In our fast-paced world, it can be easy to forget how important it is to rest. But making rest and relaxation a priority will pay off exponentially when it comes to your health.
You Are Your Own Best Advocate
If you or someone you love has been diagnosed with protein-losing enteropathy, I strongly encourage you to seek out the guidance of an experienced Integrative and Functional Medicine Practitioner. Functional medicine practitioners specialize in identifying and addressing the root cause rather than simply putting a “band-aid” on the symptoms you’re experiencing.
A good functional medicine practitioner knows that you are your own best advocate and will work as your partner to address your concerns and optimize your health. Because when it comes to your health, you are truly in the driver's seat. That’s why I’m so passionate about empowering my patients and readers with the knowledge and resources they need to make decisions about their health.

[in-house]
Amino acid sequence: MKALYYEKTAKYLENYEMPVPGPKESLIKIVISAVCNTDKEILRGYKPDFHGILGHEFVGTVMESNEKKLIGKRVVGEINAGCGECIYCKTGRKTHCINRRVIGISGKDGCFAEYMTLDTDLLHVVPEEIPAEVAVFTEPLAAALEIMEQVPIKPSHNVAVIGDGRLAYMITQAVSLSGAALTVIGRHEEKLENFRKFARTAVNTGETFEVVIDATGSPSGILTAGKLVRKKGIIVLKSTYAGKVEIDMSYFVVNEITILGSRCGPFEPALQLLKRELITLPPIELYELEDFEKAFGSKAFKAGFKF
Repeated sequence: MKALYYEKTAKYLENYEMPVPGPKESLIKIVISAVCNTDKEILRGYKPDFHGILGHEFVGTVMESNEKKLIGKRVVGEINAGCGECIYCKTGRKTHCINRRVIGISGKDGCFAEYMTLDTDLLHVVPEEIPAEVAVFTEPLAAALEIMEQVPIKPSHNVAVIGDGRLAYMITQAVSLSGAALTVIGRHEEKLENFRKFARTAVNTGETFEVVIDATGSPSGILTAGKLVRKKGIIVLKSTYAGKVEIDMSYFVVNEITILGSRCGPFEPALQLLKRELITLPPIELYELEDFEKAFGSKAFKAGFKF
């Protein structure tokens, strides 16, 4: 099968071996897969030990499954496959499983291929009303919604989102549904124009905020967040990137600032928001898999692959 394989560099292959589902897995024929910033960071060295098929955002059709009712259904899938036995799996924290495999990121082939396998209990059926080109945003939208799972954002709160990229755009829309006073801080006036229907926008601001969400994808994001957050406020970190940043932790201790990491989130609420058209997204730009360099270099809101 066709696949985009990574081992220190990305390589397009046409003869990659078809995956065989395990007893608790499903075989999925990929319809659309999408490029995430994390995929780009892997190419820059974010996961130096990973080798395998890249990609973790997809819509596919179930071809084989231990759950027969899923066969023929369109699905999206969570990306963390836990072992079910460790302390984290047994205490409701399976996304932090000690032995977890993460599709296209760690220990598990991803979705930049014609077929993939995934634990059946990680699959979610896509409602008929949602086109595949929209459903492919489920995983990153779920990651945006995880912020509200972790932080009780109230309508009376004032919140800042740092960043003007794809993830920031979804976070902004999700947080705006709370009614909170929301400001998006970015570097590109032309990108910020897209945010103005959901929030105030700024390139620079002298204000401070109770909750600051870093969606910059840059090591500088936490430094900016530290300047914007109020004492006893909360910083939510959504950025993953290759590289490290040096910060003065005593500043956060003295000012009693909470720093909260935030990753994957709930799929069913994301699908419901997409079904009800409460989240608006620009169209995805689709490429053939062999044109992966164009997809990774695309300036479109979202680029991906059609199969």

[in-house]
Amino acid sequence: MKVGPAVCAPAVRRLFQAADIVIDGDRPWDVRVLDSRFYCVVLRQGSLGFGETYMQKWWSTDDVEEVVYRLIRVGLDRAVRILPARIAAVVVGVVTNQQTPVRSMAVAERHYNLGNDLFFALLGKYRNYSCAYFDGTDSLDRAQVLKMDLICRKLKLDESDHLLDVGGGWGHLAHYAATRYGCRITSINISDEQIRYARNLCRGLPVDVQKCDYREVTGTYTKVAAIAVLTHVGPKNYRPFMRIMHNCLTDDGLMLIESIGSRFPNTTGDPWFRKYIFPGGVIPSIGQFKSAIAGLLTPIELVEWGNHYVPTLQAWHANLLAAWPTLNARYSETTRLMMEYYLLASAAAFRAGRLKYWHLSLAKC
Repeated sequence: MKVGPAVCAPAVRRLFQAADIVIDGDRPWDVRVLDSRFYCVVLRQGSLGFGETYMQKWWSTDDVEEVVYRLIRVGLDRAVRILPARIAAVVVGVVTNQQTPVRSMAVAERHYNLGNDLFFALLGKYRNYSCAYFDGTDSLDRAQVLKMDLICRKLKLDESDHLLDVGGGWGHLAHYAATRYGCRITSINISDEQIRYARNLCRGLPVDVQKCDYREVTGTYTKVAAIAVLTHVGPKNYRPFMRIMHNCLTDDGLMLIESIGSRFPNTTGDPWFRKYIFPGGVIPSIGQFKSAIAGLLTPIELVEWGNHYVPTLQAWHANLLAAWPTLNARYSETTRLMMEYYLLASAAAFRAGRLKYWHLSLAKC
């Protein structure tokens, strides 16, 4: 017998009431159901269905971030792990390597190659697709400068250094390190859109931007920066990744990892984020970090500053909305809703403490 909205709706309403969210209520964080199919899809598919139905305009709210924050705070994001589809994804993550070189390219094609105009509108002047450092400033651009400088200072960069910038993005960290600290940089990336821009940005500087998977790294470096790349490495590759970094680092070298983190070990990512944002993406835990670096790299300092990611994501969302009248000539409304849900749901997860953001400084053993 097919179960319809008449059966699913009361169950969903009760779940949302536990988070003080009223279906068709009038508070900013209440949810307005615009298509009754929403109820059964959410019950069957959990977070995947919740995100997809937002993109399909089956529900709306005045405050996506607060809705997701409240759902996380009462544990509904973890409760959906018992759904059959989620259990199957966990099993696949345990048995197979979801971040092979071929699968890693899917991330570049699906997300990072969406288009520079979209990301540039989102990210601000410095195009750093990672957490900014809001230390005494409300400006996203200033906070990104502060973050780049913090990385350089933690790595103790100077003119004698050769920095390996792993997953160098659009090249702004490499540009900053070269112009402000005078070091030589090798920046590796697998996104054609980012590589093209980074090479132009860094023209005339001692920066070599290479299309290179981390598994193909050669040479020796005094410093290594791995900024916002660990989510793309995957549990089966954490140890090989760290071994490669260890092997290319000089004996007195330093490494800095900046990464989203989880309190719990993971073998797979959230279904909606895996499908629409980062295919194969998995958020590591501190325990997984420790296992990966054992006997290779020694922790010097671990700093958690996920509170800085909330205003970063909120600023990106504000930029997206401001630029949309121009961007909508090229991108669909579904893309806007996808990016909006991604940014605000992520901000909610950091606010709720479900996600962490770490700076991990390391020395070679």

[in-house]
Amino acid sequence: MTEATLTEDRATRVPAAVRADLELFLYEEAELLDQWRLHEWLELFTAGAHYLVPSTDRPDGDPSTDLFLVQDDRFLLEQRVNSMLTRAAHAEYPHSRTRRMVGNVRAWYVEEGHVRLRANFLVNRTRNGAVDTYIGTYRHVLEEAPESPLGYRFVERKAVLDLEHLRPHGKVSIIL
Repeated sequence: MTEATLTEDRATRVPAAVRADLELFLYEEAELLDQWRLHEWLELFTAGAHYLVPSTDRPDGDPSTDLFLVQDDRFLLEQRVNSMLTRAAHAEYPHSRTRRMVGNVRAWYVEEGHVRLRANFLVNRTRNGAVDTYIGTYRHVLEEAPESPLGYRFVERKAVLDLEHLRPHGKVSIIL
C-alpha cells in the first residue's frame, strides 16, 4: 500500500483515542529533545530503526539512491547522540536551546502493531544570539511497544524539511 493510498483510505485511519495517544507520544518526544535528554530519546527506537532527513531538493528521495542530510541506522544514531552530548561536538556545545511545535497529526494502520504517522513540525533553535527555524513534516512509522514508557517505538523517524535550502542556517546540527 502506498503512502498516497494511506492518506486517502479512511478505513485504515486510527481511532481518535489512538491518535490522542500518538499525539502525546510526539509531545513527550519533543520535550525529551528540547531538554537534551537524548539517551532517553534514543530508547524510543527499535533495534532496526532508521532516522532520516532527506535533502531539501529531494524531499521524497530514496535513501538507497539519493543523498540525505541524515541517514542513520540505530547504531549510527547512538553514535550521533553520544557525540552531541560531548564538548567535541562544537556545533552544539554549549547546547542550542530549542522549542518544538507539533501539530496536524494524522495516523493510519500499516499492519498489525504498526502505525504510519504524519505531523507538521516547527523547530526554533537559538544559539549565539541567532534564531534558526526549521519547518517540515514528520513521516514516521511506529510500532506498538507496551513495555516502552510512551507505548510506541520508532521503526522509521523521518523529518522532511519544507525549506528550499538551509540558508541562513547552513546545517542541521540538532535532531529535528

If you enjoyed this article and want to learn more about how you can optimize your own health, head over and check out my blog – it’s chock-full of research-backed articles to help you make well-informed choices about your health. And if you’re ready to take it even deeper, I encourage you to sign up for my newsletter. You’ll get my exclusive and very best advice and resources delivered straight to your inbox. All you have to do is enter your name and email address in the form below.
Now it’s time to hear from you. Were you surprised to learn all the different underlying causes of protein-losing enteropathy? What steps are you taking to prioritize the health of your gut? Leave your questions and thoughts in the comments below!
* These statements have not been evaluated by the Food and Drug Administration. The product mentioned in this article are not intended to diagnose, treat, cure, or prevent any disease. The information in this article is not intended to replace any recommendations or relationship with your physician. Please review references sited at end of article for scientific support of any claims made.